Ohsumi won the Nobel for his work on autophagy. Here's what it means
By now you probably know that Japan's Yoshinori Ohsumi has won this year's Nobel prize for medicine. He will receive 8 million Swedish krona for his findings on the "mechanisms for autophagy", basically, how "cells break down and recycle their own components". If you want to know more, read on:
Who is he?
Ohsumi was born in Fukuoka, Japan in 1945. He received his PhD from the University of Tokyo in 1974. After starting out in chemistry, he switched to molecular biology. After failing to find a job, he took up a postdoctoral position at Rockefeller University, New York. There he studied in-vitro fertilisation in mice.
A retired professor at Tokyo Institute of Technology's Frontier Research Center, Ohsumi won the Kyoto Prize for Basic Science in 2012.
What was his discovery?
In simple terms, autophagy is the body's internal recycling program.
"The word autophagy originates from the Greek words 'auto', meaning 'self', and phagein, meaning 'to eat'. Thus, autophagy denotes 'self-eating'," reads the press release from The Nobel Foundation. Cells break down the proteins and non-essential components to reuse them as energy during starvation. In fact, autophagy is also used by cells to kill viruses and bacteria.
"The process is crucial for preventing cancerous growths, warding off infection and, by maintaining a healthy metabolism, it helps protect against conditions like diabetes," The Guardian points out. "Dysfunctional autophagy has been linked to Parkinson's disease, type 2 diabetes, cancer and a host of age-related disorders. Intense research is underway to develop drugs that can target autophagy to treat various diseases."
Autophagy is crucial because it's involved in many different things from Parkinson's to immune disease and even aging. Scientists have known about autophagy since the 1960s. However, it wasn't until Ohsumi's experiments in the 1990s with baker's yeast, that they found out how it worked.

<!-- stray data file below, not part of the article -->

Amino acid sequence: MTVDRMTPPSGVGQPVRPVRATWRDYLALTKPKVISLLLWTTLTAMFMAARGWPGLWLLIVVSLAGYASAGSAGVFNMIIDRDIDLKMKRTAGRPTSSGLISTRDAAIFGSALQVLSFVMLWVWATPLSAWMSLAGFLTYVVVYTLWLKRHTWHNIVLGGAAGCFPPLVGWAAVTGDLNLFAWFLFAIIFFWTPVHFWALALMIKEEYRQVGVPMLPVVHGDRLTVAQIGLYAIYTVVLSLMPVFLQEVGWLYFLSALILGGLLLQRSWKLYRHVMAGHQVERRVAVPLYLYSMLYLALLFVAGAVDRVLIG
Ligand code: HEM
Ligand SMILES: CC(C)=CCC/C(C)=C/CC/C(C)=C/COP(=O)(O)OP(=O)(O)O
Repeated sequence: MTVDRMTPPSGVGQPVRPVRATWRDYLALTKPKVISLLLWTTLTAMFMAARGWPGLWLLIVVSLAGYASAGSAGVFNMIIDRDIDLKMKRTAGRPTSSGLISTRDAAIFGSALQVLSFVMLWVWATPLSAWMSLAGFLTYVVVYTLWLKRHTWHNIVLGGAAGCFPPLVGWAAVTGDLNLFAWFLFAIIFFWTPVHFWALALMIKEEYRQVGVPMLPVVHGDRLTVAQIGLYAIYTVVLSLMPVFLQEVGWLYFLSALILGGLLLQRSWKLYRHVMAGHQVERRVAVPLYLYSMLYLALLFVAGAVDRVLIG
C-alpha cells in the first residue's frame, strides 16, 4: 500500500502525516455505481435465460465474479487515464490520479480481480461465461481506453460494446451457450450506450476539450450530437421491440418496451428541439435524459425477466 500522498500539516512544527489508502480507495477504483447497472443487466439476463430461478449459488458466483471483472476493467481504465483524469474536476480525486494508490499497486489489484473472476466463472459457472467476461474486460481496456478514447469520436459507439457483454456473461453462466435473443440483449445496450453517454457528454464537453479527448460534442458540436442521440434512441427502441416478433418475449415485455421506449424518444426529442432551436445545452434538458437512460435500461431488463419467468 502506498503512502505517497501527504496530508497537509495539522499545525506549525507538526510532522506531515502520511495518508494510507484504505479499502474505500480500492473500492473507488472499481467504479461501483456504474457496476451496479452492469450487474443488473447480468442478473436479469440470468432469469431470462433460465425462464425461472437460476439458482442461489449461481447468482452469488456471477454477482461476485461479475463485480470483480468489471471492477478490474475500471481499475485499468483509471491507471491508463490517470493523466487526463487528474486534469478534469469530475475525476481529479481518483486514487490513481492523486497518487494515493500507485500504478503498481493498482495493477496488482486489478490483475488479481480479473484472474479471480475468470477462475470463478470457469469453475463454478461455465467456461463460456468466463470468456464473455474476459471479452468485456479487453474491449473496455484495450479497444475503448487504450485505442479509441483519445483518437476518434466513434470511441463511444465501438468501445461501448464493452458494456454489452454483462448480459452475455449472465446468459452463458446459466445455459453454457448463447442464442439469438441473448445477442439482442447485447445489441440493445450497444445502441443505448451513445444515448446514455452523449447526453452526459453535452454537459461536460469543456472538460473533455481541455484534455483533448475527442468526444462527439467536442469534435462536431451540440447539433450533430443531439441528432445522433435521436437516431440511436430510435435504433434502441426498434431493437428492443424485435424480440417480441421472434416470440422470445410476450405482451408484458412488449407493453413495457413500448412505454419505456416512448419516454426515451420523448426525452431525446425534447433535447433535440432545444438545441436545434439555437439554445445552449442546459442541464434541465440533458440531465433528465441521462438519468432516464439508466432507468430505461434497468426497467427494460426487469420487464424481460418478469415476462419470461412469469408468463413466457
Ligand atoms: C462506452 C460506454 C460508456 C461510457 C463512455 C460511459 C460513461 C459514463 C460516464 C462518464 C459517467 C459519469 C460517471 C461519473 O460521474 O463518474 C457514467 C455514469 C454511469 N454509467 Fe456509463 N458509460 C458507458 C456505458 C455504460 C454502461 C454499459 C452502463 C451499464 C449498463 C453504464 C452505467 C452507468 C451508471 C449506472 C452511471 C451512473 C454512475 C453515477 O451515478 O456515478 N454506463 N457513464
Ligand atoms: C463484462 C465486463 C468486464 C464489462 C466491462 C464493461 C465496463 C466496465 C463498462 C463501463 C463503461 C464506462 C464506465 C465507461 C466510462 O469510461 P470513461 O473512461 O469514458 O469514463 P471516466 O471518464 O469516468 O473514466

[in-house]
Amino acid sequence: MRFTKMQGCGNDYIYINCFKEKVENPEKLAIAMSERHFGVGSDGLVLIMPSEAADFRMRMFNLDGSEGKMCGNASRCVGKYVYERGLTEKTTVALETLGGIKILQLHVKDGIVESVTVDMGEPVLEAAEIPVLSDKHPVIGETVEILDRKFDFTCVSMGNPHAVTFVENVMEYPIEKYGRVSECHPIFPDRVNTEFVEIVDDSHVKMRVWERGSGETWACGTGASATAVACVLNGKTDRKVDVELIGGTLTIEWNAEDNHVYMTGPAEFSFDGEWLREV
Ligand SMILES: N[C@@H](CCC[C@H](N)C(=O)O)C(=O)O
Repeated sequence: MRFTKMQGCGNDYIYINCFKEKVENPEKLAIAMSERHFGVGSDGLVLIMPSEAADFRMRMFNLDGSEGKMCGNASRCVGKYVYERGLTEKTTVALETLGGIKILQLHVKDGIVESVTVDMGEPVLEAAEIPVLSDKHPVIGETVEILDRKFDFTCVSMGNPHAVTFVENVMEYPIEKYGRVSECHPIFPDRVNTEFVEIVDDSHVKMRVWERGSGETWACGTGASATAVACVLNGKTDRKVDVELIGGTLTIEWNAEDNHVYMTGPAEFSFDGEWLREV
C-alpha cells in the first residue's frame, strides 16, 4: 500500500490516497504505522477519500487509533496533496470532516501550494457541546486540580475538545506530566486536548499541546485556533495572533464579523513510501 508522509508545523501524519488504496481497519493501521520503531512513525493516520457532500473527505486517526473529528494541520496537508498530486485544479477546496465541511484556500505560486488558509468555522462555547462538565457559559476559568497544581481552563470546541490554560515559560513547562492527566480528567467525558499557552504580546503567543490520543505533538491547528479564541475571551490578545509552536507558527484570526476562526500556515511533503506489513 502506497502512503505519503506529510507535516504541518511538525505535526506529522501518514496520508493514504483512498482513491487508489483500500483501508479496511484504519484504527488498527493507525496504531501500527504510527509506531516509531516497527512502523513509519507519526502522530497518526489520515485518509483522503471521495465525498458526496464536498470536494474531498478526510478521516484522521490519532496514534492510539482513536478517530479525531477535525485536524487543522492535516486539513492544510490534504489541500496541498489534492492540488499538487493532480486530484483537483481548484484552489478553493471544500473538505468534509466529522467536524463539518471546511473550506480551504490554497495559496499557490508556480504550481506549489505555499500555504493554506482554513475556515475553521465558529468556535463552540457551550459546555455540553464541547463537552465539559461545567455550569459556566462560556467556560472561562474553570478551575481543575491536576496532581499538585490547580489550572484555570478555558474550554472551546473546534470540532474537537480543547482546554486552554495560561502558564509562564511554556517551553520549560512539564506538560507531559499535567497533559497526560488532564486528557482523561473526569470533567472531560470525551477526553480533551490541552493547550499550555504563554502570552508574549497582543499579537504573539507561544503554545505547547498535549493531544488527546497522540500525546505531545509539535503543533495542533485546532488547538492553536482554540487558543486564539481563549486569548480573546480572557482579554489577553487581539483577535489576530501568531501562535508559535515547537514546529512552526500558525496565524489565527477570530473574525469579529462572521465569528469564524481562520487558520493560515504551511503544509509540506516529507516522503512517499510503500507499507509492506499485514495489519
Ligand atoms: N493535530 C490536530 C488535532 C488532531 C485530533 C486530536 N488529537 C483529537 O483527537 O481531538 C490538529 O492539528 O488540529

"Autophagy can rapidly provide fuel for energy and building blocks for renewal of cellular components, and is therefore essential for the cellular response to starvation and other types of stress. After infection, autophagy can eliminate invading intracellular bacteria and viruses," continues the press release.
The long and short of it is that autophagy helps in addressing normal damage and even the wear and tear to the cells.
Ohsumi was in his lab at the time of the announcement and was in a "slight state of shock" upon hearing the news according to The Guardian.
Last year, the prize was split - Irish-born William Campbell of the US, Satoshi Omura of Japan and China's Tu Youyou sharing the prestigious award for their discoveries of treatments against parasites.
"Autophagy has been known for over 50 years but its fundamental importance in physiology and medicine was only recognized after Yoshinori Ohsumi's paradigm-shifting research in the 1990's. For his discoveries, he is awarded this year's Nobel Prize in physiology or medicine," concludes the press release.